Personal Finance

The Calculus of Saving for College

June 1st, 2017 | By Adam Morton, CFP®

According to data published by The College Board, the average yearly cost of attending college (tuition + fees + room & board) in 2015–2016 averaged $19,548 at in-state public schools, $34,031 at out-of-state public schools, and $43,921 at private institutions. Keep in mind, these figures do not include the separate cost of books and supplies, nor possible scholarships and other financial aid that could help offset expenses.

 

To make matters worse—thanks to inflation—the amount of goods and services $1 can purchase tends to decline over time. Over the past 50 years in the United States, inflation (measured by the Consumer Price Index or CPI) has averaged +4.1% per year. With 4% inflation over 18 years, the purchasing power of $1 would decline by roughly 50%. While we do not know what inflation growth or tuition costs will be in the future, we can reasonably count on both costs to increase over the long-term. So what can parents do to prepare? How can parents put themselves in the best position to combat these financial headwinds going forward? It all starts with a plan.


Step 1: Do Your Homework

To help offset the rising costs of future college expenses, parents (and grandparents) can invest in assets that are expected to grow their savings at a rate of return that outpaces inflation. By doing this, college expenses may ultimately be funded with fewer dollars saved—a win for parents. However, these higher rates of return come with the higher risk of capital loss, therefore an appropriate amount of planning and analysis is warranted—speaking with a financial planning professional is a logical first step. Additionally, using a tax-deferred savings vehicle, like a 529 plan, allows for tax-free growth of the investments, which also helps level the playing field. Moreover, some states (like Ohio) offer a state tax deduction on contributions to a 529 plan up to an annual limit. For example, Ohio parents can deduct up to $2,000 per beneficiary per year for Ohio 529 contributions made for that amount or more.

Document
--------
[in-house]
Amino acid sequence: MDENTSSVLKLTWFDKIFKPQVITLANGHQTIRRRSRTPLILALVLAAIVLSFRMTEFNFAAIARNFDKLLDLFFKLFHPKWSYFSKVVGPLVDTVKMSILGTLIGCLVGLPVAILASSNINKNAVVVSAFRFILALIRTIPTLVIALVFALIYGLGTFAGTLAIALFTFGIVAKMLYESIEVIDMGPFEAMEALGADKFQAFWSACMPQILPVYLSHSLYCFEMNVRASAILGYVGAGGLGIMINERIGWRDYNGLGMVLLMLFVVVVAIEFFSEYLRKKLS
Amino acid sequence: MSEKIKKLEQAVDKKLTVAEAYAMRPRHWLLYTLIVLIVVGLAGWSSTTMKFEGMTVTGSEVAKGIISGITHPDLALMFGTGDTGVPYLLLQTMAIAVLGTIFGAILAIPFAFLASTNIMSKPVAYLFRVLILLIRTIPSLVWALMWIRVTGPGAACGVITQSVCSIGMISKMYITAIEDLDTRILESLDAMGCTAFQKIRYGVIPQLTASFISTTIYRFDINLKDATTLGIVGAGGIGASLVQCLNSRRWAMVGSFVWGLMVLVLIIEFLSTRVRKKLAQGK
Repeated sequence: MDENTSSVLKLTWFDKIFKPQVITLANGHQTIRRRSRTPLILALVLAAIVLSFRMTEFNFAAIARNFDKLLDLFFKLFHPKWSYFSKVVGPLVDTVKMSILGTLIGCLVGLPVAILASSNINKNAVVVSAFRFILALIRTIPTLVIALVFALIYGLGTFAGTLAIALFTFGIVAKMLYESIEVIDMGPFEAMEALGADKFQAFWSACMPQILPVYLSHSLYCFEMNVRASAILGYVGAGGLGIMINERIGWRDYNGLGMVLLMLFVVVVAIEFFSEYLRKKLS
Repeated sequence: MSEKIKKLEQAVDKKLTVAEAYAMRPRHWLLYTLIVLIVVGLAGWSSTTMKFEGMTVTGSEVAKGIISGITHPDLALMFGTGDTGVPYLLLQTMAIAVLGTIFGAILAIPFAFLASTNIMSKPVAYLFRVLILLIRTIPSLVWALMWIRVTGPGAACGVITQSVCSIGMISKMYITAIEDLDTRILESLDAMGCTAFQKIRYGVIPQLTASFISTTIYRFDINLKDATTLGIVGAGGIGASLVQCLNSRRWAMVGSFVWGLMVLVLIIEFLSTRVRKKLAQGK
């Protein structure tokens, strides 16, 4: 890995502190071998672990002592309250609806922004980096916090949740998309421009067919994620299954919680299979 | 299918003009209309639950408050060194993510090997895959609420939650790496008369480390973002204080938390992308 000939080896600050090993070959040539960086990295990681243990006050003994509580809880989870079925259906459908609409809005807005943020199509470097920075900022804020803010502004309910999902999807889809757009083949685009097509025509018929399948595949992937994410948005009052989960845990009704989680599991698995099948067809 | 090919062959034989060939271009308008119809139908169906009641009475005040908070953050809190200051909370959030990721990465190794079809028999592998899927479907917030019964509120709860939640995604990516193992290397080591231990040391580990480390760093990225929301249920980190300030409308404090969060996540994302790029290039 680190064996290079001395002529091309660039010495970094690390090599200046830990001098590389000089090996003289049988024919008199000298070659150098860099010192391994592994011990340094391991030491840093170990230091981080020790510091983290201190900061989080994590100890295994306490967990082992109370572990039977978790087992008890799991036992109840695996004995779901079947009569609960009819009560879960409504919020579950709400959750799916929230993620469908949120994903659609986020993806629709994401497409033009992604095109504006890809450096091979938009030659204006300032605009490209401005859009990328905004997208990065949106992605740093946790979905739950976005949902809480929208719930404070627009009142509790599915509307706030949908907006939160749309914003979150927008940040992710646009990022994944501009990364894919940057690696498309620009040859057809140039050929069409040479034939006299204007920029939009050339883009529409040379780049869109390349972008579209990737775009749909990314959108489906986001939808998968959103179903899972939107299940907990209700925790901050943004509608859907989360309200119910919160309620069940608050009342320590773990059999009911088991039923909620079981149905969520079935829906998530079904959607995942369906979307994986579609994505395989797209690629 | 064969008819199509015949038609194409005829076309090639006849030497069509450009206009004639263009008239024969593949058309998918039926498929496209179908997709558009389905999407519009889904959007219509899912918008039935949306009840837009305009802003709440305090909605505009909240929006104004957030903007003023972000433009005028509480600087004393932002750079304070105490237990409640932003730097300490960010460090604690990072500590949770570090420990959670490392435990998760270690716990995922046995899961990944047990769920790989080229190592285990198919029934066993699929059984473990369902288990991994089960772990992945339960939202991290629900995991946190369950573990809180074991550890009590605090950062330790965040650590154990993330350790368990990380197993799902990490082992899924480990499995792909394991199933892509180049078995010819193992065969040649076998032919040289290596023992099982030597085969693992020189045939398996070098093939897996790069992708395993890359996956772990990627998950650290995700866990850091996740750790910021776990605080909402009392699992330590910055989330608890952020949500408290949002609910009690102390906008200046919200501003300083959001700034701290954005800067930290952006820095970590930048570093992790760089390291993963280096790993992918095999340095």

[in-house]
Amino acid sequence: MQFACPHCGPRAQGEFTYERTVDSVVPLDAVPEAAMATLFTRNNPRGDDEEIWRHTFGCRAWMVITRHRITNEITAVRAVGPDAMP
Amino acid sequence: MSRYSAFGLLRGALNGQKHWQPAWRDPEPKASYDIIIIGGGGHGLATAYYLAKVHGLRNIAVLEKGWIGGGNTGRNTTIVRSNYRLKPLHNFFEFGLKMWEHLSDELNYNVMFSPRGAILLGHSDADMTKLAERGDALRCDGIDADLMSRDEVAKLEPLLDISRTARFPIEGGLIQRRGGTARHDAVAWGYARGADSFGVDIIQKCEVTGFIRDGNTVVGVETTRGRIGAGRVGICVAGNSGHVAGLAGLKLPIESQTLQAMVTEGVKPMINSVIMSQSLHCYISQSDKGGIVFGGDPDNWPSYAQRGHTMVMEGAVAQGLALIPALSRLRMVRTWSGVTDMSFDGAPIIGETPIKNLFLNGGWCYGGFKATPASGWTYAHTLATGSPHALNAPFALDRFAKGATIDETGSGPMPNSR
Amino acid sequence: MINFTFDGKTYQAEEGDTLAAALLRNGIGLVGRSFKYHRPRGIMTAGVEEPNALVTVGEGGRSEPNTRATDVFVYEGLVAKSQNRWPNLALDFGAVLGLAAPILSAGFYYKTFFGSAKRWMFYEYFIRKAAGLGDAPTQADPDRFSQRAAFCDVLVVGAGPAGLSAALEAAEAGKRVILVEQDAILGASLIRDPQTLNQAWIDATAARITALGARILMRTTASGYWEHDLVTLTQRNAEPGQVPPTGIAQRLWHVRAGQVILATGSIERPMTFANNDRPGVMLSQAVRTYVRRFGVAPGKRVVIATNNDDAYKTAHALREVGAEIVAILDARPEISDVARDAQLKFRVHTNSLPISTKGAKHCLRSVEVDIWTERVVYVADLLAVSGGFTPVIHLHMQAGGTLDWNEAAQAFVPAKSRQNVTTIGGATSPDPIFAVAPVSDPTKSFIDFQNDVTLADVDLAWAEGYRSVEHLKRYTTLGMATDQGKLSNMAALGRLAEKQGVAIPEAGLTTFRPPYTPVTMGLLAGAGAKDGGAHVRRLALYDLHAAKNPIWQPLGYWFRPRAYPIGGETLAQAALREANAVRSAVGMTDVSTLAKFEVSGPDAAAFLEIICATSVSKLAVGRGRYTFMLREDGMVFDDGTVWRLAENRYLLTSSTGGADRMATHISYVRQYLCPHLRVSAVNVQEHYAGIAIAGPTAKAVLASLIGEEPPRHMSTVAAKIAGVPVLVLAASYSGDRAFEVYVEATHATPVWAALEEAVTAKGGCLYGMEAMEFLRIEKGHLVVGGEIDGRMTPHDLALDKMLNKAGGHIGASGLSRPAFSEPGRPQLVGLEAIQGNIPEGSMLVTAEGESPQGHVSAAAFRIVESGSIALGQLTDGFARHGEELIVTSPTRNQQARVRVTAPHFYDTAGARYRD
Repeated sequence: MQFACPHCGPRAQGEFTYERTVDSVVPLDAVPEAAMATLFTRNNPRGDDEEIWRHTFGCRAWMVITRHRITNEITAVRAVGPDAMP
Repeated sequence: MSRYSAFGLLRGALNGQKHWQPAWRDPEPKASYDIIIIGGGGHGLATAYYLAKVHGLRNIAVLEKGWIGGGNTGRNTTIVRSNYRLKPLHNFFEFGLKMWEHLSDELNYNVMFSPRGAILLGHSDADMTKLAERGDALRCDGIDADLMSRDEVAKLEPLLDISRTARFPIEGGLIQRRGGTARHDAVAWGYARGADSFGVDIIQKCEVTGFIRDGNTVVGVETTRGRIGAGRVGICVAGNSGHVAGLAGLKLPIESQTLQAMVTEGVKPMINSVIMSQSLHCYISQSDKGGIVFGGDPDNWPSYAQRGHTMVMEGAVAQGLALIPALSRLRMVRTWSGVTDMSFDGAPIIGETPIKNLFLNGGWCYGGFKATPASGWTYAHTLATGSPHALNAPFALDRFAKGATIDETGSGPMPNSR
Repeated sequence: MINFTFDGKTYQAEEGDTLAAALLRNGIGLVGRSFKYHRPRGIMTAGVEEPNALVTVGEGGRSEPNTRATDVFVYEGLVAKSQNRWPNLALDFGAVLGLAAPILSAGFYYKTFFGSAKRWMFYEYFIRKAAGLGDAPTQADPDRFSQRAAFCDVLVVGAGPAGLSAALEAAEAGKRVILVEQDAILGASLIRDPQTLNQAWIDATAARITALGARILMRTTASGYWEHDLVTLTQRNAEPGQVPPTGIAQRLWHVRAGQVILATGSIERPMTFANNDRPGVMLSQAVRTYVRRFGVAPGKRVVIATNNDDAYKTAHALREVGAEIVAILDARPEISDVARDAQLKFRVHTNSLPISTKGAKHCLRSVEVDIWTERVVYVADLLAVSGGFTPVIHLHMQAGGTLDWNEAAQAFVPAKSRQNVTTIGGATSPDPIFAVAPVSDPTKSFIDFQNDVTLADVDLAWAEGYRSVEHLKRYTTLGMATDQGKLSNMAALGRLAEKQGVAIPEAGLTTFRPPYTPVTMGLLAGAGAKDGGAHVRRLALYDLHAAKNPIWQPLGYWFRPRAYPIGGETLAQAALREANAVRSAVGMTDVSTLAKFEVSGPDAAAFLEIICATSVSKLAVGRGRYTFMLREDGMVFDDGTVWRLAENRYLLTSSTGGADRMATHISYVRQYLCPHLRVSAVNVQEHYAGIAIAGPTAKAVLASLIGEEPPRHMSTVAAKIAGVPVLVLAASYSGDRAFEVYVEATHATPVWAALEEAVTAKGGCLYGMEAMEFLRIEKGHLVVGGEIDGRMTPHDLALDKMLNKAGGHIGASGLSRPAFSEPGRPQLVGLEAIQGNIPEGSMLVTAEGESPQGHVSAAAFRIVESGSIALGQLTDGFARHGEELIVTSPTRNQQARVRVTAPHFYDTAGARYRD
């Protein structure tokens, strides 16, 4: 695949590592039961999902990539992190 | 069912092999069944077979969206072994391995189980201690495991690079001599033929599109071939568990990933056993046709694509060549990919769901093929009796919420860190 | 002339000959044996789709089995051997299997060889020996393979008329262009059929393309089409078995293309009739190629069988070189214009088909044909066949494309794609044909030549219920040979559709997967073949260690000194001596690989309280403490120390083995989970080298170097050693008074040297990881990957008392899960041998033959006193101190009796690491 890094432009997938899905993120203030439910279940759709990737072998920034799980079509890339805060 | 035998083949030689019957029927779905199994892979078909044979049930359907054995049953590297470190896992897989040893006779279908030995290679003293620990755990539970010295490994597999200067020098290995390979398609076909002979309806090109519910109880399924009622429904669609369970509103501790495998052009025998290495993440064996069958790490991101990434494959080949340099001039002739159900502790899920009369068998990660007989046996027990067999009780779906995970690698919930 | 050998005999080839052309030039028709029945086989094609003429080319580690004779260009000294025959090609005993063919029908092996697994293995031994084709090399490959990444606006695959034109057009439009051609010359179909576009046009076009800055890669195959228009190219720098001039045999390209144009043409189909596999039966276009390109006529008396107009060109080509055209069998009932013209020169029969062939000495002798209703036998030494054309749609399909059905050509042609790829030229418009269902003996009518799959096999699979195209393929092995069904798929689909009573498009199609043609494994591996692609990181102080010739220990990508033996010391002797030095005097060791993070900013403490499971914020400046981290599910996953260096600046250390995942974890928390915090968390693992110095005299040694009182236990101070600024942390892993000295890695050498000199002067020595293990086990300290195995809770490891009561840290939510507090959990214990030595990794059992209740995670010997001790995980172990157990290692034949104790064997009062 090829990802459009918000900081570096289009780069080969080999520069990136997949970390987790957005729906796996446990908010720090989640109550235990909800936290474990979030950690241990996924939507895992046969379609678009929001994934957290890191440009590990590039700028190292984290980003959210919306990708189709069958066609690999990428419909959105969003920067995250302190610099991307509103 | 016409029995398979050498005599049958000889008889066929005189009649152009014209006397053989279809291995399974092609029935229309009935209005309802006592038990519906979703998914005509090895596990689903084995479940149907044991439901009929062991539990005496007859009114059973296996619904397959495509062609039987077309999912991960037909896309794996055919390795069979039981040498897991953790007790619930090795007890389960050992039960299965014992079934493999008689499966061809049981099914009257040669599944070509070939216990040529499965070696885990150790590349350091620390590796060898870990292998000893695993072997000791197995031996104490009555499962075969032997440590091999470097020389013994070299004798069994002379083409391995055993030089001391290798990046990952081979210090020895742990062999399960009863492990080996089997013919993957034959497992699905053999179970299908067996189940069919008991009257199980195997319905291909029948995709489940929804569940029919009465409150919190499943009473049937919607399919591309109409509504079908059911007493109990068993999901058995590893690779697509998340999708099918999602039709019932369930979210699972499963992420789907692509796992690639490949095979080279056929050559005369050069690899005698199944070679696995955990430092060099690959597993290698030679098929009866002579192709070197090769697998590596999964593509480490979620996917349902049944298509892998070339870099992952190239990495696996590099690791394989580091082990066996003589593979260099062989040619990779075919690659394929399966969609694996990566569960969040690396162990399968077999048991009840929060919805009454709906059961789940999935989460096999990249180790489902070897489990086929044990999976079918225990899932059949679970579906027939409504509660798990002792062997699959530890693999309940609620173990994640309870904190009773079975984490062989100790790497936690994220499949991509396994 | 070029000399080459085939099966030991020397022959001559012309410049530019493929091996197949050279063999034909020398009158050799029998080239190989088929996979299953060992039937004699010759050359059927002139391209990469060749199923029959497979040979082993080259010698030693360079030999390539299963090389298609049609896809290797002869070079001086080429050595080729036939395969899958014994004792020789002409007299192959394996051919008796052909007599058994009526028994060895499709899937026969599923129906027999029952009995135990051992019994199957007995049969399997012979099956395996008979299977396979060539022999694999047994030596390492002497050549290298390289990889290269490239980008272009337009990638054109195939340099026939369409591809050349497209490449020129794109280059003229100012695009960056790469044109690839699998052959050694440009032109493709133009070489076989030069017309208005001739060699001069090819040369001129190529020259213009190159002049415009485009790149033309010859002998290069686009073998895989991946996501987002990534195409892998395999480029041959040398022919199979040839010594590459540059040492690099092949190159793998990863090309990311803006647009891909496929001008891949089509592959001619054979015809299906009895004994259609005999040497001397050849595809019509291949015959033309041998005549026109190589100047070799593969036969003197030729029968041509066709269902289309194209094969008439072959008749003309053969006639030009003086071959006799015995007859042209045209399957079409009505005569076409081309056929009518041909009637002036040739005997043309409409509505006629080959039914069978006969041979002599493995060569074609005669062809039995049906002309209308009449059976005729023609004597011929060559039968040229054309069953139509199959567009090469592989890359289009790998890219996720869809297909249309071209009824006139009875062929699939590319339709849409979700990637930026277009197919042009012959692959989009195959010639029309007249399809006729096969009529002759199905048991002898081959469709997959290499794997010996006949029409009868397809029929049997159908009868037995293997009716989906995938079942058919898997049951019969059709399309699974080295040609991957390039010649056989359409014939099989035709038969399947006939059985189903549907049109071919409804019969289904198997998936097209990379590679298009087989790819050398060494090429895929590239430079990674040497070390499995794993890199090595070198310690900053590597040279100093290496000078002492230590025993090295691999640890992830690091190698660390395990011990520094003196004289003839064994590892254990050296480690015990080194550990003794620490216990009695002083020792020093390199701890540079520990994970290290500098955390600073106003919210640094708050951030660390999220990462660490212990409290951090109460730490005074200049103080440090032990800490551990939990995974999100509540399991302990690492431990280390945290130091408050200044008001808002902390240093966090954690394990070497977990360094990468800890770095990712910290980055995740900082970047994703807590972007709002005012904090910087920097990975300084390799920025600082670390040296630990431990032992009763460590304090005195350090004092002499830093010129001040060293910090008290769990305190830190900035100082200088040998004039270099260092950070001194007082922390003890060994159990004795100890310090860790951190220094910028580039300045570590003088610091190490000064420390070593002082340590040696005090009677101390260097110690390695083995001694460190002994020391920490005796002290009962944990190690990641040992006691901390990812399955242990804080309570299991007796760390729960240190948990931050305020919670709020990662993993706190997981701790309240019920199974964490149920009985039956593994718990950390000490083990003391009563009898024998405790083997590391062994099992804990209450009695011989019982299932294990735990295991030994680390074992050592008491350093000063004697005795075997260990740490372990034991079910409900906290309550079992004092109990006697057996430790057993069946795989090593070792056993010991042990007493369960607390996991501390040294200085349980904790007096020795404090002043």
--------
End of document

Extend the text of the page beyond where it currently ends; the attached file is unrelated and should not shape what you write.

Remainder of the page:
As previously stated, inflation has averaged about 4% annually over the past 50 years in the U.S. However, U.S. stocks (as measured by the S&P 500 Index) have returned over 9% annually during the same time period. Therefore, the inflation-adjusted growth rate for stocks has been around 5% per year. As an example, $10,000 invested at this rate for 18 years would result in around $24,000 of spending power when the dollars are needed. Simply said, it makes sense to invest, and investing over a longer time horizon is always better. By investing in stock-like investments, and by starting to save in as far in advance to college as possible, parents can expect to afford more college expenses with less present-day (financial) pain. It is important to recognize, however, that investing in stocks also comes with investment risks. Volatility is a normal part of investing, so tuning out short-term “noise” has historically benefited investors who have maintained a disciplined approach over time.


Step 2: Understand Risk Management & Diversification

Working with a trusted advisor who has a transparent approach based on sound investment principles, competency, and trust can help investors identify an appropriate risk management strategy. Such an approach can limit unpleasant (read: costly) surprises and ultimately contribute to better investment outcomes. Determining how much to save, the appropriate account setup, and how to handle surprises (e.g., scholarships, financial aid, etc.) are all questions that an advisor can help you navigate.

Diversification is also a key part of an overall risk management strategy for education planning. Nobel Prize-winning economist Harry Markowitz once said, “I only have one piece of advice: diversify.” Combined with a long-term approach, diversification helps take the guesswork out of investing. Trying to pick the best performing investment every year is a guessing game, and “chasing” returns is a great way to lose spending power. We believe that by holding a broadly diversified portfolio, investors are better positioned to capture returns wherever those returns occur. As the day your child heads off to college approaches, the investment portfolio should adjust accordingly by reducing the amount of the risk in the portfolio at a measured pace.


Conclusion

For most parents, higher education will likely come with a high (and increasingly higher) price tag, so it makes sense to plan well in advance. There are many unknowns involved in education planning, and there is no “one-size-fits-all” approach to solving the equation. By having a disciplined approach toward saving and investing, however, parents can eliminate some of the uncertainty from the process. A trusted advisor can help parents craft a plan to address their family’s higher education goals.